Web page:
After investing in Makani Power in 2006 and 2008, Google is acquiring the company, saying it could open the door to a radical new approach to wind energy.
It’s actually being bought by Google X, the company’s skunkworks lab, which develops breakthrough technologies to solve society’s most difficult problems.
Based in Alameda, California, Makani Power is developing wind technology that can harness high-altitude winds to produce energy that’s significantly cheaper than the least expensive coal plants without subsidies.
Its Airborne Wind Turbine produces twice the energy as a conventional turbine, by literally flying in the air like a kite on a small airplane.
The Makani AWT is a tethered, autonomous wing fitted with onboard turbines for power generation. Flying at 1,000 feet, the system mimics the motion, and speed, of a conventional turbine’s aerodynamically effective blade tips, says the company.
Wind turbines are mounted on small unmanned, fixed-wing aircraft tethered to the ground like a kite. A tethered wing is outfitted with turbines – air moves across the blades, forcing them to rotate, which drives a generator to produce electricity.
The wing flies across the wind in vertical circles, fixed to the ground by a flexible tether. It actually follows the same path as a conventional wind turbine’s blades, but this larger path greatly enhances effectiveness.
Also, the wing can fly much higher than a conventional turbine, giving it access to stronger, more consistent winds.
When it’s not in flight, it is stowed on a perch. When wind reaches a certain speed, the device unfolds, positioning the wing for launch. Here’s a simulation.
Makani is also developing a 600 kW airborne turbine for utility scale generation.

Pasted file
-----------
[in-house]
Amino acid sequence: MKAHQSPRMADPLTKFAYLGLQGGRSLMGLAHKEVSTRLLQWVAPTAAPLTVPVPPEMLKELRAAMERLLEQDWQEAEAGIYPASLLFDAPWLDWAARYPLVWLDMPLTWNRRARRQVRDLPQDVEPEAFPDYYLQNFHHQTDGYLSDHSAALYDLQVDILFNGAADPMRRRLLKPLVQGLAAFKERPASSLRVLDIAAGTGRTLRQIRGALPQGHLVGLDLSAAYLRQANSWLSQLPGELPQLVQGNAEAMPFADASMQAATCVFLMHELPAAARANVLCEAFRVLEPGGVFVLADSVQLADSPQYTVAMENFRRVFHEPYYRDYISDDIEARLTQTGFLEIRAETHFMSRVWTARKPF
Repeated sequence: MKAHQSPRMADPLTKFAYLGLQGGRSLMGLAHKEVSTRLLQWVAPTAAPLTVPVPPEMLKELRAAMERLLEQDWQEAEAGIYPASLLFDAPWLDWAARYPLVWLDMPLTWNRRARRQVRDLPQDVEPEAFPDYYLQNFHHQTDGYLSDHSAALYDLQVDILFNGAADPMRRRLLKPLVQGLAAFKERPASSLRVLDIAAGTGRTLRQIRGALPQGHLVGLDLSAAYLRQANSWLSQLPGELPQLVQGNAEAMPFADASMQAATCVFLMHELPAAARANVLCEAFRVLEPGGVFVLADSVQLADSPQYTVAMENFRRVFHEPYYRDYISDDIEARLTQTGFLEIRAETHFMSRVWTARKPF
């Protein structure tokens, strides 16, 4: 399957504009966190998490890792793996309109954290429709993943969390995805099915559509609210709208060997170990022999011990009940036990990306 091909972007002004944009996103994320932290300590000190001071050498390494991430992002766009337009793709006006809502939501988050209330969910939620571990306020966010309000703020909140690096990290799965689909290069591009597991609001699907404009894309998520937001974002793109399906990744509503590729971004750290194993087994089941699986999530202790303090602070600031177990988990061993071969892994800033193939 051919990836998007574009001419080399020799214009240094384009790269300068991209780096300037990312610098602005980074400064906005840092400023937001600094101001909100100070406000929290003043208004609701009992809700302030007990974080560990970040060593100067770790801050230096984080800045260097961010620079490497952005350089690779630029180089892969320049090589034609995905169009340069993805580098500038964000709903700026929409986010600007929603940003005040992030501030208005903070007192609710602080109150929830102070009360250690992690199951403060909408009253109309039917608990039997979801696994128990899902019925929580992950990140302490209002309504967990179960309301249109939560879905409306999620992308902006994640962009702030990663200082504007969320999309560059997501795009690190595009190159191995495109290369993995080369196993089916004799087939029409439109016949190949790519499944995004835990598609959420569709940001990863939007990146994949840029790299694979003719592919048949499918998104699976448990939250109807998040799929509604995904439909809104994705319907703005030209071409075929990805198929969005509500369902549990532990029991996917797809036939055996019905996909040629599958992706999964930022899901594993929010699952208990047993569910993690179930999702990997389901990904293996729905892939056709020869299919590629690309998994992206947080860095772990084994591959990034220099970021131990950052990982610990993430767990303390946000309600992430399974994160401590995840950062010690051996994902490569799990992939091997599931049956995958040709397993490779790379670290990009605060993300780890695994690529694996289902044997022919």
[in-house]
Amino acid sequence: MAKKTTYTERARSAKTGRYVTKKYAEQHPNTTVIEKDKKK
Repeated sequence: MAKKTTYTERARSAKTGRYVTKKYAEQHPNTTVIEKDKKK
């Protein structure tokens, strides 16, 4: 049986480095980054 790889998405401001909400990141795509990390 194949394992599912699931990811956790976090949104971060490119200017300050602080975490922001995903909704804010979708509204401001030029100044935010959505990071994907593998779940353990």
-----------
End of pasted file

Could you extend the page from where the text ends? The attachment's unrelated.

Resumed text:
Since their Airborne turbine contains much less material than a conventional turbine (20 tons of material per MW), the company says it:
- Eliminates the need for large foundries, forges and casting facilities
- Greatly reduces the need for extreme load transportation to the site
- Creates a shorter, more flexible local supply chain that scales rapidly.
It can also be used in greater range of situations, such as low-wind sites, offshore in shallow or deep water or geographies where it is difficult to site wind turbines.
Back in 2007, Google announced a new focus in addition to its main business – making renewable energy cheaper than coal.
It promised to invest hundreds of millions of dollars on technologies that can do that and Makani Power is one of those bets.
"This formalizes a long and productive relationship between our two companies,
and will provide Makani with the resources to accelerate our work
to make wind energy cost competitive with fossil fuels, says Makani. "The timing couldn’t be better, as we completed the first ever
autonomous all-modes flight with our Wing 7 prototype last week.
"Our goal is to produce one gigawatt (GW) of renewable energy capacity that is cheaper than coal. We are optimistic this can be done in years, not decades," Google co-founder Larry Page said in 2007. 1 GW can power a city the size of San Francisco.
The Department of Energy ARPA-E program awarded Makani $3 million in 2010 and Google invested $15 million in two tranches.
"Makani Power’s technology has opened the door to a radical new approach to wind energy. They’ve turned a technology that today involves hundreds of tons of steel and precious open space into a problem that can be solved with really intelligent software," Astro Teller, Google X’s "Captain of Moonshots" told TechCrunch.
In a story on Google X, Bloomberg Newsweek describes it this way: "It is the search giant’s factory for moonshots, those million-to-one scientific bets that require generous amounts of capital, massive leaps of faith, and a willingness to break things. Google X (the official spelling is Google [x]) is home to the self-driving car initiative and the Internet-connected eyeglasses, Google Glass, among other improbable projects."
In a time when funds for basic research are scarce, Google X is playing an important role in developing new technologies.
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